Use of Hydralazine‐Isosorbide Dinitrate Combination in African American and Other Race/Ethnic Group Patients With Heart Failure and Reduced Left Ventricular Ejection Fraction
Golwala, Harsh B.
Yancy, Clyde W.
Hernandez, Adrian F.
Fonarow, Gregg C.
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CitationGolwala, Harsh B., Udho Thadani, Li Liang, Stavros Stavrakis, Javed Butler, Clyde W. Yancy, Deepak L. Bhatt, Adrian F. Hernandez, and Gregg C. Fonarow. 2013. “Use of Hydralazine‐Isosorbide Dinitrate Combination in African American and Other Race/Ethnic Group Patients With Heart Failure and Reduced Left Ventricular Ejection Fraction.” Journal of the American Heart Association: Cardiovascular and Cerebrovascular Disease 2 (4): e000214. doi:10.1161/JAHA.113.000214. http://dx.doi.org/10.1161/JAHA.113.000214.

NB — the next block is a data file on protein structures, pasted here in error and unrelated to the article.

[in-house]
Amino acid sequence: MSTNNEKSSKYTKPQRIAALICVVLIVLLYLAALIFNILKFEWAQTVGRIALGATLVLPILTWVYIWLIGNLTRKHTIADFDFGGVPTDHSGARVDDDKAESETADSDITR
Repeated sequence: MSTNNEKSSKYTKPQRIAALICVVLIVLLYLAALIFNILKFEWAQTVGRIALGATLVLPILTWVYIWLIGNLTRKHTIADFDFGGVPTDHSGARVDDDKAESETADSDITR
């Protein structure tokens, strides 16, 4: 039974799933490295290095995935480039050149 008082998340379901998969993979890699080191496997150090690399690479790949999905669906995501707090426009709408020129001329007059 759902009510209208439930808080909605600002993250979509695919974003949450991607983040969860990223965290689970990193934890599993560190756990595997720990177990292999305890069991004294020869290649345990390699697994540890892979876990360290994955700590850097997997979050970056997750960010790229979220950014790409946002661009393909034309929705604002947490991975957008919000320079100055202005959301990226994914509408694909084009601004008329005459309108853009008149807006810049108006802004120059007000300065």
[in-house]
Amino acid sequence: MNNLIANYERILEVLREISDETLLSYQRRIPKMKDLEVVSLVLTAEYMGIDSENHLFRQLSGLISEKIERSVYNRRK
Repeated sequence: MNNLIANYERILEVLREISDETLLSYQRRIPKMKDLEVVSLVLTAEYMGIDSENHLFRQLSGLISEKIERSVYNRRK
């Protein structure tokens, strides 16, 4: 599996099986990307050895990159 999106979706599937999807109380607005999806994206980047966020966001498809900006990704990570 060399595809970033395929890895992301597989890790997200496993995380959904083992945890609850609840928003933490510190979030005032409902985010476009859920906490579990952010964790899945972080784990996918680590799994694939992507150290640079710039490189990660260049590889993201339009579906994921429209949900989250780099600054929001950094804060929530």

AbstractBackground: Hydralazine‐isosorbide dinitrate (H‐ISDN) therapy is recommended for African American patients with moderate to severe heart failure with reduced ejection fraction (<40%) (HFrEF), but use, temporal trends, and clinical characteristics associated with H‐ISDN therapy in clinical practice are unknown. Methods and Results: An observational analysis of 54 622 patients admitted with HFrEF and discharged home from 207 hospitals participating in the Get With The Guidelines–Heart Failure registry from April 2008 to March 2012 was conducted to assess prescription, trends, and predictors of use of H‐ISDN among eligible patients. Among 11 185 African American patients eligible for H‐ISDN therapy, only 2500 (22.4%) received H‐ISDN therapy at discharge. In the overall eligible population, 5115 of 43 498 (12.6%) received H‐ISDN at discharge. Treatment rates increased over the study period from 16% to 24% among African Americans and from 10% to 13% among the entire HFrEF population. In a multivariable model, factors associated with H‐ISDN use among the entire cohort included younger age; male sex; African American/Hispanic ethnicity; and history of diabetes, hypertension, anemia, renal insufficiency, higher systolic blood pressure, and lower heart rate. In African American patients, these factors were similar; in addition, being uninsured was associated with lower use. Conclusions: Overall, few potentially eligible patients with HFrEF are treated with H‐ISDN, and among African‐Americans fewer than one‐fourth of eligible patients received guideline‐recommended H‐ISDN therapy. Improved ways to facilitate use of H‐ISDN therapy in African American patients with HFrEF are needed.
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